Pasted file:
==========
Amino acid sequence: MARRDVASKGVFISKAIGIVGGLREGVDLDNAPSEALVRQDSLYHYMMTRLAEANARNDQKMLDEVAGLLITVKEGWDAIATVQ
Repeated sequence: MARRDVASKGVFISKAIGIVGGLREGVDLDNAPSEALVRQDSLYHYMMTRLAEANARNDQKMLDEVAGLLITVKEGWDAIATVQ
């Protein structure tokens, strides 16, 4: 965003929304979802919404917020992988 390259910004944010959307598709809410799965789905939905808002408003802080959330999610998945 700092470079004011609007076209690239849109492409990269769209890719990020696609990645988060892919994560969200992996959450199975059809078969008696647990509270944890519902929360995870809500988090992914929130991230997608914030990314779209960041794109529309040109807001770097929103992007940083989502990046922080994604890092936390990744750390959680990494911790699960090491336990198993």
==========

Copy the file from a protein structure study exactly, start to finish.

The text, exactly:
Amino acid sequence: MARRDVASKGVFISKAIGIVGGLREGVDLDNAPSEALVRQDSLYHYMMTRLAEANARNDQKMLDEVAGLLITVKEGWDAIATVQ
Repeated sequence: MARRDVASKGVFISKAIGIVGGLREGVDLDNAPSEALVRQDSLYHYMMTRLAEANARNDQKMLDEVAGLLITVKEGWDAIATVQ
């Protein structure tokens, strides 16, 4: 965003929304979802919404917020992988 390259910004944010959307598709809410799965789905939905808002408003802080959330999610998945 700092470079004011609007076209690239849109492409990269769209890719990020696609990645988060892919994560969200992996959450199975059809078969008696647990509270944890519902929360995870809500988090992914929130991230997608914030990314779209960041794109529309040109807001770097929103992007940083989502990046922080994604890092936390990744750390959680990494911790699960090491336990198993």